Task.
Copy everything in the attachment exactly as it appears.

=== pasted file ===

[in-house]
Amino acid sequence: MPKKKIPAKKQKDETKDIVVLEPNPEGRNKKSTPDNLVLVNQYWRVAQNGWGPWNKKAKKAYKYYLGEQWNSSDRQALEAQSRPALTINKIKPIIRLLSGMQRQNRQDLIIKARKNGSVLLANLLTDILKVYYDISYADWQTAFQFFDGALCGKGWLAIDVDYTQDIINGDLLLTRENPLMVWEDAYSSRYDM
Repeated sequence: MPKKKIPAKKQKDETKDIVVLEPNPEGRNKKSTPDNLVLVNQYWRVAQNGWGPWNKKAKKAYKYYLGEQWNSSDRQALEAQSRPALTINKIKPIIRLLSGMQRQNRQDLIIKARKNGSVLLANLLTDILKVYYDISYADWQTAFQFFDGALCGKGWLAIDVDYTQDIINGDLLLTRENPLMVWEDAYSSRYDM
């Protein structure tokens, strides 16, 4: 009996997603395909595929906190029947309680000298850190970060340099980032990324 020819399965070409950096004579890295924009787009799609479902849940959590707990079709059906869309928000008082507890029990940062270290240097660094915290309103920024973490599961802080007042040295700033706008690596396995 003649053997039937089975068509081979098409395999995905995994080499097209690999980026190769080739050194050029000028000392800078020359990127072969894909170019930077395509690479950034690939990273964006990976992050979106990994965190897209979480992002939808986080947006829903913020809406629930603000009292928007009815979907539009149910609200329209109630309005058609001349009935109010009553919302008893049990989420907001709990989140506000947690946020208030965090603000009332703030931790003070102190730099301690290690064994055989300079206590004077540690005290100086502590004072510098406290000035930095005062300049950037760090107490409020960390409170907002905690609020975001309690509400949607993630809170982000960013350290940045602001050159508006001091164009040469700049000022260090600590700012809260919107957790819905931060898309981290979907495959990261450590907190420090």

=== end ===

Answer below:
[in-house]
Amino acid sequence: MPKKKIPAKKQKDETKDIVVLEPNPEGRNKKSTPDNLVLVNQYWRVAQNGWGPWNKKAKKAYKYYLGEQWNSSDRQALEAQSRPALTINKIKPIIRLLSGMQRQNRQDLIIKARKNGSVLLANLLTDILKVYYDISYADWQTAFQFFDGALCGKGWLAIDVDYTQDIINGDLLLTRENPLMVWEDAYSSRYDM
Repeated sequence: MPKKKIPAKKQKDETKDIVVLEPNPEGRNKKSTPDNLVLVNQYWRVAQNGWGPWNKKAKKAYKYYLGEQWNSSDRQALEAQSRPALTINKIKPIIRLLSGMQRQNRQDLIIKARKNGSVLLANLLTDILKVYYDISYADWQTAFQFFDGALCGKGWLAIDVDYTQDIINGDLLLTRENPLMVWEDAYSSRYDM
């Protein structure tokens, strides 16, 4: 009996997603395909595929906190029947309680000298850190970060340099980032990324 020819399965070409950096004579890295924009787009799609479902849940959590707990079709059906869309928000008082507890029990940062270290240097660094915290309103920024973490599961802080007042040295700033706008690596396995 003649053997039937089975068509081979098409395999995905995994080499097209690999980026190769080739050194050029000028000392800078020359990127072969894909170019930077395509690479950034690939990273964006990976992050979106990994965190897209979480992002939808986080947006829903913020809406629930603000009292928007009815979907539009149910609200329209109630309005058609001349009935109010009553919302008893049990989420907001709990989140506000947690946020208030965090603000009332703030931790003070102190730099301690290690064994055989300079206590004077540690005290100086502590004072510098406290000035930095005062300049950037760090107490409020960390409170907002905690609020975001309690509400949607993630809170982000960013350290940045602001050159508006001091164009040469700049000022260090600590700012809260919107957790819905931060898309981290979907495959990261450590907190420090």